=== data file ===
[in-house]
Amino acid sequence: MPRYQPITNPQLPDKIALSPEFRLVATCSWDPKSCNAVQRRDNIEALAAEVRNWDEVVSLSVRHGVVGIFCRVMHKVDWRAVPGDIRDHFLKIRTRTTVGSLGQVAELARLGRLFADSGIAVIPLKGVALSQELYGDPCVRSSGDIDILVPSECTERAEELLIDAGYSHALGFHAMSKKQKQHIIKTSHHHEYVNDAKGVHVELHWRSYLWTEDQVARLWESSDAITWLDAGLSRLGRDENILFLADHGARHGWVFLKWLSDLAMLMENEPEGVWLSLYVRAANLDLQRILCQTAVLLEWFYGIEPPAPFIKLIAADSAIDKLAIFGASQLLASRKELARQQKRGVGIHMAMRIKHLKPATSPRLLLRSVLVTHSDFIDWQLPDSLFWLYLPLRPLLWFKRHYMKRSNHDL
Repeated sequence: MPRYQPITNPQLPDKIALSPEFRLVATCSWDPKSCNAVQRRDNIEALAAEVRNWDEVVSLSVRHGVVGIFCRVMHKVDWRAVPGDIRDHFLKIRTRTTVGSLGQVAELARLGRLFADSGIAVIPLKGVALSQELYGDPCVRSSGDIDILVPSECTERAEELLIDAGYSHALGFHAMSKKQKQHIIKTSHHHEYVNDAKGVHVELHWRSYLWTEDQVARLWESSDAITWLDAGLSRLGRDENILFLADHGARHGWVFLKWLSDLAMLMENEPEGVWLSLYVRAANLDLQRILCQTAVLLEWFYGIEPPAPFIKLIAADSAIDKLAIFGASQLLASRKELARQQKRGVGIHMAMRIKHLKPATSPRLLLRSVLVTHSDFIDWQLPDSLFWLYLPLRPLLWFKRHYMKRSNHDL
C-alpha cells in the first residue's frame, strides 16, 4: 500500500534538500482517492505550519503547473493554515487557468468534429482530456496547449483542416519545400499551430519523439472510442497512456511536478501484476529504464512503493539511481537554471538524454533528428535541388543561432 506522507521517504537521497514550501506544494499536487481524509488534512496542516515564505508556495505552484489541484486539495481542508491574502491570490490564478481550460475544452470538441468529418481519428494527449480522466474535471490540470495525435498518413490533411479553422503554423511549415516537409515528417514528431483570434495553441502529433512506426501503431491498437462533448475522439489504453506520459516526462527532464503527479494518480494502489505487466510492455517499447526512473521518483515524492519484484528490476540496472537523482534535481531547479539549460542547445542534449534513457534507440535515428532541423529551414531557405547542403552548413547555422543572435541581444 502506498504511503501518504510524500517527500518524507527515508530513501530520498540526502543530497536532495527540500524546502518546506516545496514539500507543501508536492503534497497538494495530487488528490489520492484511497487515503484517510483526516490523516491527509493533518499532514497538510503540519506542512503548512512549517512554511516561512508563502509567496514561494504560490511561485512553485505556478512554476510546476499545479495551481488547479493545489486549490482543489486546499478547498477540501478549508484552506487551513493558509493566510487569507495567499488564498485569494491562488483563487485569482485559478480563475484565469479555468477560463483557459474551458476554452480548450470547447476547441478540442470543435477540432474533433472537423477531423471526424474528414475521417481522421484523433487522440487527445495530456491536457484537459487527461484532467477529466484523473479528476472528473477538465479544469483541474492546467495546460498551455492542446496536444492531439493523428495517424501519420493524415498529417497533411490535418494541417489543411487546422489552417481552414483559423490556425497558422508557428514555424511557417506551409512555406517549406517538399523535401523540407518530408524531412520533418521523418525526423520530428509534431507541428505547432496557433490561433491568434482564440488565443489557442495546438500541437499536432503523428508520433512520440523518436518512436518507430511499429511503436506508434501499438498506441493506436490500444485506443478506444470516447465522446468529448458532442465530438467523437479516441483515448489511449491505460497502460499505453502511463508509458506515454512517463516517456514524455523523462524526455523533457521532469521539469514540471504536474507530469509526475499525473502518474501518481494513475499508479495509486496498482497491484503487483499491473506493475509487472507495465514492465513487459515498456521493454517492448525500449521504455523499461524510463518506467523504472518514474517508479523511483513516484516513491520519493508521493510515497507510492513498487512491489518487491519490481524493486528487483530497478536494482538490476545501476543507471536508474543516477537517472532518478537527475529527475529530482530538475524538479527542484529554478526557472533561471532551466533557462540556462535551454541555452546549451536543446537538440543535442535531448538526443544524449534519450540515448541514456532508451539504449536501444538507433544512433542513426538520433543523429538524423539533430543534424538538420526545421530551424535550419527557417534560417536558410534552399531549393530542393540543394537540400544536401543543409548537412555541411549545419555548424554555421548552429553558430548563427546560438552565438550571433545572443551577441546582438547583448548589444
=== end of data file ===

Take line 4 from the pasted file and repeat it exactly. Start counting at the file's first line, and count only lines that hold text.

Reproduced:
C-alpha cells in the first residue's frame, strides 16, 4: 500500500534538500482517492505550519503547473493554515487557468468534429482530456496547449483542416519545400499551430519523439472510442497512456511536478501484476529504464512503493539511481537554471538524454533528428535541388543561432 506522507521517504537521497514550501506544494499536487481524509488534512496542516515564505508556495505552484489541484486539495481542508491574502491570490490564478481550460475544452470538441468529418481519428494527449480522466474535471490540470495525435498518413490533411479553422503554423511549415516537409515528417514528431483570434495553441502529433512506426501503431491498437462533448475522439489504453506520459516526462527532464503527479494518480494502489505487466510492455517499447526512473521518483515524492519484484528490476540496472537523482534535481531547479539549460542547445542534449534513457534507440535515428532541423529551414531557405547542403552548413547555422543572435541581444 502506498504511503501518504510524500517527500518524507527515508530513501530520498540526502543530497536532495527540500524546502518546506516545496514539500507543501508536492503534497497538494495530487488528490489520492484511497487515503484517510483526516490523516491527509493533518499532514497538510503540519506542512503548512512549517512554511516561512508563502509567496514561494504560490511561485512553485505556478512554476510546476499545479495551481488547479493545489486549490482543489486546499478547498477540501478549508484552506487551513493558509493566510487569507495567499488564498485569494491562488483563487485569482485559478480563475484565469479555468477560463483557459474551458476554452480548450470547447476547441478540442470543435477540432474533433472537423477531423471526424474528414475521417481522421484523433487522440487527445495530456491536457484537459487527461484532467477529466484523473479528476472528473477538465479544469483541474492546467495546460498551455492542446496536444492531439493523428495517424501519420493524415498529417497533411490535418494541417489543411487546422489552417481552414483559423490556425497558422508557428514555424511557417506551409512555406517549406517538399523535401523540407518530408524531412520533418521523418525526423520530428509534431507541428505547432496557433490561433491568434482564440488565443489557442495546438500541437499536432503523428508520433512520440523518436518512436518507430511499429511503436506508434501499438498506441493506436490500444485506443478506444470516447465522446468529448458532442465530438467523437479516441483515448489511449491505460497502460499505453502511463508509458506515454512517463516517456514524455523523462524526455523533457521532469521539469514540471504536474507530469509526475499525473502518474501518481494513475499508479495509486496498482497491484503487483499491473506493475509487472507495465514492465513487459515498456521493454517492448525500449521504455523499461524510463518506467523504472518514474517508479523511483513516484516513491520519493508521493510515497507510492513498487512491489518487491519490481524493486528487483530497478536494482538490476545501476543507471536508474543516477537517472532518478537527475529527475529530482530538475524538479527542484529554478526557472533561471532551466533557462540556462535551454541555452546549451536543446537538440543535442535531448538526443544524449534519450540515448541514456532508451539504449536501444538507433544512433542513426538520433543523429538524423539533430543534424538538420526545421530551424535550419527557417534560417536558410534552399531549393530542393540543394537540400544536401543543409548537412555541411549545419555548424554555421548552429553558430548563427546560438552565438550571433545572443551577441546582438547583448548589444